Design Thinking Workshop: Oxford as a Future City

Dr Tom Peach Written by Tom Peach
Published on 01 May 2018
5 min. read

Design Thinking Workshop: Oxford as a Future City


In April Innovation Forum Oxford held the first of four ACE Saturdays Workshops—with a packed audience of innovators and thinkers. The ACE (Awareness, Connectivity, Exchange) Saturdays program is supported by Knowledge Exchange and Impact (KEI) funding from the University of Oxford and is designed to bring together individuals in the Oxford ecosystem to share knowledge and experiences to broaden horizons and foster innovative collaboration.


The workshop’s theme was imagining the future of Oxford as a connected city with a particular focus on transportation and autonomous vehicles. Participants were trained in the Design Thinking methodology by expert coaches Alejandro Lecuna and Morganne Graves in a day packed with user research, ideation, prototyping, testing and an awful lot of post-it notes.


The day began with an introduction to the challenge by George Economides (Connected and Autonomous Vehicles Team Leader, Oxford City Council) who showcased the past and future transportation initiatives for the city of Oxford. Participants also learnt about many of the projects from the Smart Oxford initiative, which is equipping Oxford to be a city at the forefront on learning and innovation for the 22ndCentury.

George Economides showcases the City Council’s vision of a future Oxford

Entrepreneurs, clinicians, students and professionals formed teams and started the design thinking process by interrogating the challenge “Design the autonomous vehicle experience for people living and working in Oxford…in a world where societal, environmental and technological changes are becoming increasingly disruptive.” The groups used this process to extract themes and ambiguities that informed questions to be asked of potential users: what would people on the street today want from Oxford as a city in the future…and how varied would their perspectives be?

Deconstructing the challenge and extracting themes to inform user interview questions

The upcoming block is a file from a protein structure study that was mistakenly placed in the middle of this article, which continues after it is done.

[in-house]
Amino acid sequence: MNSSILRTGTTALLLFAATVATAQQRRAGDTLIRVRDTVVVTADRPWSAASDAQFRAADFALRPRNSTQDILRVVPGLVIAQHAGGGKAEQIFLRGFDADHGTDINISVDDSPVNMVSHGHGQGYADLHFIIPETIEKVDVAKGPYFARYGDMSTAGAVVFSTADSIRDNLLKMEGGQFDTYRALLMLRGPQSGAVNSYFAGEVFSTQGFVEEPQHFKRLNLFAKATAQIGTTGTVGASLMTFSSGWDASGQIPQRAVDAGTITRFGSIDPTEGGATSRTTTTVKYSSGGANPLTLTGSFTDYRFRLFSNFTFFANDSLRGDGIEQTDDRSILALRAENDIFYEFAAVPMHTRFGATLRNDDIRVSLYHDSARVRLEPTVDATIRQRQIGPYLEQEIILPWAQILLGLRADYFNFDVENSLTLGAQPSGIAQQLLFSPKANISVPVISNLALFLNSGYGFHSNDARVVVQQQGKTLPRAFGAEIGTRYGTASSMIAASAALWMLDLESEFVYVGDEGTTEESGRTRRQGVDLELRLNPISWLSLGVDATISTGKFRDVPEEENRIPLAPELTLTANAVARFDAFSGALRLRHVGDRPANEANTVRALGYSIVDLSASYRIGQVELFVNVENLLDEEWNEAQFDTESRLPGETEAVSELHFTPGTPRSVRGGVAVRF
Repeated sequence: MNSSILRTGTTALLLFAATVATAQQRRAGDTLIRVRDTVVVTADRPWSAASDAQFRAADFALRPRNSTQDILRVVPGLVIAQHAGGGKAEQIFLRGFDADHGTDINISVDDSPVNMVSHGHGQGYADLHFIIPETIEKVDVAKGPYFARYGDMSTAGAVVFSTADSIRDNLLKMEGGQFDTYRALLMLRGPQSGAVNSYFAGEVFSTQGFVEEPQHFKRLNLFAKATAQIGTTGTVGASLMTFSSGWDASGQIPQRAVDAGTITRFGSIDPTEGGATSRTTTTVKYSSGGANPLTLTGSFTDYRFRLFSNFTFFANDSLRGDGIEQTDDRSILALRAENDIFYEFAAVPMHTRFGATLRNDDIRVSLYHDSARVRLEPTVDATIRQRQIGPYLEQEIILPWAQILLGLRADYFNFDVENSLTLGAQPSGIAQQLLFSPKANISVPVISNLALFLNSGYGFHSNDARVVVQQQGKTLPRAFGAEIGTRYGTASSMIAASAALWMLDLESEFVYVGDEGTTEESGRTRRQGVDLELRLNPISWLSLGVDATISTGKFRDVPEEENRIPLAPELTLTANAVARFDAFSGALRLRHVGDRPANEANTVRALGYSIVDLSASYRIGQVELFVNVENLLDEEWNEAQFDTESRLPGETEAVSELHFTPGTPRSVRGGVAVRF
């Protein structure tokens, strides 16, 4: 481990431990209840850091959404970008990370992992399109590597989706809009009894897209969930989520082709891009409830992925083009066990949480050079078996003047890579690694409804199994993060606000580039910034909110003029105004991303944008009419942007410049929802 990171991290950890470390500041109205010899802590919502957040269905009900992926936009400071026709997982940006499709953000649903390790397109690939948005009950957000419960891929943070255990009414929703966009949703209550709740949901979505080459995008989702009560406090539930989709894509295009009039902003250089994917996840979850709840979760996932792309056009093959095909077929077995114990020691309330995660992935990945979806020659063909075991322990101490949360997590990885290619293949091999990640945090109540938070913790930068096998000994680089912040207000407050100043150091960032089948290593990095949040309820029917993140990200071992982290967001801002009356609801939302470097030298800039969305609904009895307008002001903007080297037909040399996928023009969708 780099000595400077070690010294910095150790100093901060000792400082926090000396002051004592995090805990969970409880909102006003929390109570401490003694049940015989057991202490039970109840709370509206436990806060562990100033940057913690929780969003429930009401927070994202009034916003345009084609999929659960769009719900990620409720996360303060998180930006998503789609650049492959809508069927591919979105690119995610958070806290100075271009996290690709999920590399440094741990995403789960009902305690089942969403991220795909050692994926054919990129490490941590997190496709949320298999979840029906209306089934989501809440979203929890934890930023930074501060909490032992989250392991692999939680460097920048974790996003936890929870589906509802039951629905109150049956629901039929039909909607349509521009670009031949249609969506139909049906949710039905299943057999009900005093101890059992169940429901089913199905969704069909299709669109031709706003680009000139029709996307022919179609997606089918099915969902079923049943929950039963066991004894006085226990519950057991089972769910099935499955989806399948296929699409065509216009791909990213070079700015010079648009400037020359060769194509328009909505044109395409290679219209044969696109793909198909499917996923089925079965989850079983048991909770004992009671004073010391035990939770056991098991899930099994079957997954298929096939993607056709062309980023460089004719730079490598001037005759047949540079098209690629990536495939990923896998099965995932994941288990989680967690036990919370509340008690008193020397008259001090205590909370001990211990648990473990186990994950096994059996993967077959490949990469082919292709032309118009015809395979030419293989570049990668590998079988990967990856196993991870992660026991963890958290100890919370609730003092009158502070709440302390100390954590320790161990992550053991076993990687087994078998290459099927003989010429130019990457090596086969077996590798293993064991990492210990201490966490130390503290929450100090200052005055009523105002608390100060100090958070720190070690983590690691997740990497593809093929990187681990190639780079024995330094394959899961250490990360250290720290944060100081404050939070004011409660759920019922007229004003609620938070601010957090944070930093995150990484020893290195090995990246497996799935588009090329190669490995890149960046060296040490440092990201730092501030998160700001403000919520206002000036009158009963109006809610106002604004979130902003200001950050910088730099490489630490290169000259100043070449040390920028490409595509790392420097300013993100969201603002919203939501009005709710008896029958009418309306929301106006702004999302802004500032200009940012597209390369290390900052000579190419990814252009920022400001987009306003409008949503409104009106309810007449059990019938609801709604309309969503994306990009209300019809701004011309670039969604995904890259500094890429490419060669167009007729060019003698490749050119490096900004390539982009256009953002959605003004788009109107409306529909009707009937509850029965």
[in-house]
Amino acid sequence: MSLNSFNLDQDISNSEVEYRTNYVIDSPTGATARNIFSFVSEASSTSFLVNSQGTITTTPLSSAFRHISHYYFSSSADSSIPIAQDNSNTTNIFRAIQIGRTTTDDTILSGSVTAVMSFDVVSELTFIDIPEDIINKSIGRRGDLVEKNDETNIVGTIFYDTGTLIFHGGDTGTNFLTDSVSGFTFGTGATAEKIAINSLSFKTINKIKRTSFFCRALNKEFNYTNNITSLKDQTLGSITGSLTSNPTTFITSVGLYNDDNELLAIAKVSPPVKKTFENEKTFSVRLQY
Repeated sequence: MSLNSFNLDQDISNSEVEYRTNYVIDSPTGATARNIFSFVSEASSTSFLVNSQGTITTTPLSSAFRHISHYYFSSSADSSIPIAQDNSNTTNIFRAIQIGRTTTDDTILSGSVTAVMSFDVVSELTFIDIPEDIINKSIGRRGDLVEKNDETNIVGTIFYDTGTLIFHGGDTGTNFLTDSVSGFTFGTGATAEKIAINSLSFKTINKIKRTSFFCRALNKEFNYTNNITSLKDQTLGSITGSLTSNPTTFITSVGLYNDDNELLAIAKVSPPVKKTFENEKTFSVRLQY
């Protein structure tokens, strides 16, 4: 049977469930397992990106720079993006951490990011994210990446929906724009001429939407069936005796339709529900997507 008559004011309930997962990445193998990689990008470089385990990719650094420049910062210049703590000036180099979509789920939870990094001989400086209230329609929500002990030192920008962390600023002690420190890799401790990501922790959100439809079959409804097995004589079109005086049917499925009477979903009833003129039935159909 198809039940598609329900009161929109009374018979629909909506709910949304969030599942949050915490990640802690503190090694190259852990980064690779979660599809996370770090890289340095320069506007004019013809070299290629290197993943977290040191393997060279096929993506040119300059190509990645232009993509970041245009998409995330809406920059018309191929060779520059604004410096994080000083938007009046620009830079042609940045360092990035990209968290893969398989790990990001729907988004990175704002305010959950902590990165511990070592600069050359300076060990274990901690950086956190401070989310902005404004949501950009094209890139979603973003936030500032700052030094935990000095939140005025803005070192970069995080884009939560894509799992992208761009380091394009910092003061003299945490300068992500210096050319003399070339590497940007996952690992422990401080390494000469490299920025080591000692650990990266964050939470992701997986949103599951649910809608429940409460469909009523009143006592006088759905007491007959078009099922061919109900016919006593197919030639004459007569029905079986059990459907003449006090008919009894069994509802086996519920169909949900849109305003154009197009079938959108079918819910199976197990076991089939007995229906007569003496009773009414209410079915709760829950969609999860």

After interview training and role-playing with one another, the teams hit the streets to interview potential users of their design solution and to start understanding their needs first-hand. Participants interviewed an impressive scope of potential users and sought the opinions of families, tourists, commuters, residents, students and the disabled.

Teams search-out potential users’ input directly

Many interviews revealed unique and insightful information that underscored the incredible value of a design thinking methodology. The importance of getting user input as early as possible in the process also became clear if teams were to avoid the risk of creating an unneeded design solution in search of a user with a problem.


“I still want to learn how to drive. For me it’s like knowing you’ll be given a life jacket…but you still want to know how to swim.”

 –Potential autonomous car user interviewed by workshop participants


After a lunch filled with lively conversation and stories of interview successes each design team synthesised their findings to create an abstract user with well-known problems and needs that could begin to be addressed. Participants worked together as teams to debate and prioritise needs, while sowing the seeds of design solutions specific to users’ time, budget, location, fears, and dreams.

An abstract user is created from interview data

By mid-afternoon the room was alive with creativity as the teams developed and iterated design concepts. In a few intense hours, with coffee breaks ignored and inspirational pipe cleaner construction skills on display, each team created a prototype solution ready for feedback and input from industry experts Andrew Bradley (Automotive & Motorsport Engineering, Oxford Brookes University) and Garry Staunton (UKAEA/RACE Autonomous Vehicles). After expert consultation each them took stock of their design—deciding what worked, what needed improving, and how to integrate new insights.

Ideas are prototyped and iterated against the clock

At the end of a long afternoon of creating each team pitched their final design concept to the other participants and a panel of expert judges. Working from the same design challenge teams conceived of a wonderfully diverse range of concepts addressing challenges to a more autonomous future in both practical and fun ways—and in all cases deeply rooted in the human experience of users. Design solutions included self-driving pods with customisable seating configurations and interiors; robotic chairs to interface between the home and a vehicle; family-focussed holographic personal mapping; an autonomous educational theme park; and autonomous day-care vehicles to delight parents as key societal change-makers.

Teams pitch their designs to each other and a panel of expert judges

The design-filled day ended with drinks and dinner where teams could relax and network. We were so excited to watch incredible ideas be born and to see the benefits of design thinking training in such a short period of time. Finally, thank you to all Innovation Forum Oxford’s local partners including University of Oxford, Oxford Careers Centre, Weatherall Institute of Molecular Medicine, Oxford Biomedical Research Centre, Triteq, James Cowper Kreston, Pennington Manches and Thinking of Oscar.


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